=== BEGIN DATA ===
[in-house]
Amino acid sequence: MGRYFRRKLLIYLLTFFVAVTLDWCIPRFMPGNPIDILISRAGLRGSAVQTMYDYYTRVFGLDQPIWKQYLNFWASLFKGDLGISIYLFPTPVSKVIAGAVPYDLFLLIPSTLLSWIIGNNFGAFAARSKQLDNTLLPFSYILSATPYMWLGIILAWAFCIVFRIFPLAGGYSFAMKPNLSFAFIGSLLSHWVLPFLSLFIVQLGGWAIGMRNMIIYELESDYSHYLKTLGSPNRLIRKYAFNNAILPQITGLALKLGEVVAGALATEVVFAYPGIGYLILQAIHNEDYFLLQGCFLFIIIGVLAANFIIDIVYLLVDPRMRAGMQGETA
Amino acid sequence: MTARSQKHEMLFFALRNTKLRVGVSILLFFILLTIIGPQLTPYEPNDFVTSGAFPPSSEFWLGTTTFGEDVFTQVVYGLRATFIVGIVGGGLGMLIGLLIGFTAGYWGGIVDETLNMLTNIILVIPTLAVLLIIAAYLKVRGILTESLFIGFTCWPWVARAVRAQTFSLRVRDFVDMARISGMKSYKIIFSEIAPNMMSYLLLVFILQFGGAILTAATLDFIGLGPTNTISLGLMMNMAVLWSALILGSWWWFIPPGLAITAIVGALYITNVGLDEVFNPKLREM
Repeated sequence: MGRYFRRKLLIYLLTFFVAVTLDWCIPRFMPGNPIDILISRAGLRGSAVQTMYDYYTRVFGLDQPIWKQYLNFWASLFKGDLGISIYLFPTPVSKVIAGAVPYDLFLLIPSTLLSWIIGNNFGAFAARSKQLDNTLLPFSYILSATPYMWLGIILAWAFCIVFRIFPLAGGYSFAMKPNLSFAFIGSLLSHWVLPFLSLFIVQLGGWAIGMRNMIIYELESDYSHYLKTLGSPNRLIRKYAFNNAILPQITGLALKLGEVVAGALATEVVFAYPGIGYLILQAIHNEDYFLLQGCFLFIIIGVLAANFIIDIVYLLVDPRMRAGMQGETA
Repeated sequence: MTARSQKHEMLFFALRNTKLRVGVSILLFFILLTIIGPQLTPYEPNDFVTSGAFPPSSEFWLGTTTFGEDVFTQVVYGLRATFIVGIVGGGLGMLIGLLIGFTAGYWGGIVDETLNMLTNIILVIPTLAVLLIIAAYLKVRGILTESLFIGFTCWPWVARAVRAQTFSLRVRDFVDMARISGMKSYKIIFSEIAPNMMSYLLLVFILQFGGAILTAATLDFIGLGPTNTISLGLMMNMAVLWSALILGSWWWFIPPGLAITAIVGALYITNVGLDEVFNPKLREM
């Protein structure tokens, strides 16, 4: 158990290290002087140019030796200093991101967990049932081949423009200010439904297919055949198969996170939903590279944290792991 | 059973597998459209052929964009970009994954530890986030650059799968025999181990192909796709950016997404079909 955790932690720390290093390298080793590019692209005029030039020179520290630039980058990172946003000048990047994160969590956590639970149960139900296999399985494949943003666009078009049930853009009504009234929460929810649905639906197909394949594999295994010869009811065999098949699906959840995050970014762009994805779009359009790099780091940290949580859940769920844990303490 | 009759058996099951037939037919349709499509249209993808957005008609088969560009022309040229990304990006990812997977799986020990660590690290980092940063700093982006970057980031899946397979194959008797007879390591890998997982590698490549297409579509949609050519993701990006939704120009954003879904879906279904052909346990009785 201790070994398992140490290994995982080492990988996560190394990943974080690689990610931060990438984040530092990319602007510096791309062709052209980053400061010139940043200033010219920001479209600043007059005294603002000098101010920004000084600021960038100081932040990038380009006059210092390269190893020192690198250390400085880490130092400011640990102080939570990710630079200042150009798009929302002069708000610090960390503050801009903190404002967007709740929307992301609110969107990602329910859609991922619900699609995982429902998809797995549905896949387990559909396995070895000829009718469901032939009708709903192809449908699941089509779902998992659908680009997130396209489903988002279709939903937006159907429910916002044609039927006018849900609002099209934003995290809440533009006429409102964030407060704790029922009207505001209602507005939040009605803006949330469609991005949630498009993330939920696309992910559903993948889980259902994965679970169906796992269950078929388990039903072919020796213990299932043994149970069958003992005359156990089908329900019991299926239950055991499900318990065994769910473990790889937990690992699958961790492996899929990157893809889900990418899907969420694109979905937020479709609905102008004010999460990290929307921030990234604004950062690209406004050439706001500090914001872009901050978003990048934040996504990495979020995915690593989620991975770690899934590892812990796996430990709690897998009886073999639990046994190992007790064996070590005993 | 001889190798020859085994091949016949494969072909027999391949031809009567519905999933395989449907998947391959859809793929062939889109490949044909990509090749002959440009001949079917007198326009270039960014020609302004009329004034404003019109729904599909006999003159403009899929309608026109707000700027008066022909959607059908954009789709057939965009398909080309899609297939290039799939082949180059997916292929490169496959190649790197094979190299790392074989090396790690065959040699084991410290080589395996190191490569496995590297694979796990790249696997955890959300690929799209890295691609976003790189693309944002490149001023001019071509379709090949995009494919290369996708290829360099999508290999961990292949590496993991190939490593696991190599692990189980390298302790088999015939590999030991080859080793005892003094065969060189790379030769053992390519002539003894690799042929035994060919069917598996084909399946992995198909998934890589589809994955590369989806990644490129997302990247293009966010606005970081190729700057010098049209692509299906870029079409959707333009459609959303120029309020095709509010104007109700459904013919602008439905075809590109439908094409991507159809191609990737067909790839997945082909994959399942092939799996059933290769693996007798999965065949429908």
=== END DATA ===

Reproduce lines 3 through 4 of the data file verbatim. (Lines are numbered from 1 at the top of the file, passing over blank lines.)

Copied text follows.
Amino acid sequence: MTARSQKHEMLFFALRNTKLRVGVSILLFFILLTIIGPQLTPYEPNDFVTSGAFPPSSEFWLGTTTFGEDVFTQVVYGLRATFIVGIVGGGLGMLIGLLIGFTAGYWGGIVDETLNMLTNIILVIPTLAVLLIIAAYLKVRGILTESLFIGFTCWPWVARAVRAQTFSLRVRDFVDMARISGMKSYKIIFSEIAPNMMSYLLLVFILQFGGAILTAATLDFIGLGPTNTISLGLMMNMAVLWSALILGSWWWFIPPGLAITAIVGALYITNVGLDEVFNPKLREM
Repeated sequence: MGRYFRRKLLIYLLTFFVAVTLDWCIPRFMPGNPIDILISRAGLRGSAVQTMYDYYTRVFGLDQPIWKQYLNFWASLFKGDLGISIYLFPTPVSKVIAGAVPYDLFLLIPSTLLSWIIGNNFGAFAARSKQLDNTLLPFSYILSATPYMWLGIILAWAFCIVFRIFPLAGGYSFAMKPNLSFAFIGSLLSHWVLPFLSLFIVQLGGWAIGMRNMIIYELESDYSHYLKTLGSPNRLIRKYAFNNAILPQITGLALKLGEVVAGALATEVVFAYPGIGYLILQAIHNEDYFLLQGCFLFIIIGVLAANFIIDIVYLLVDPRMRAGMQGETA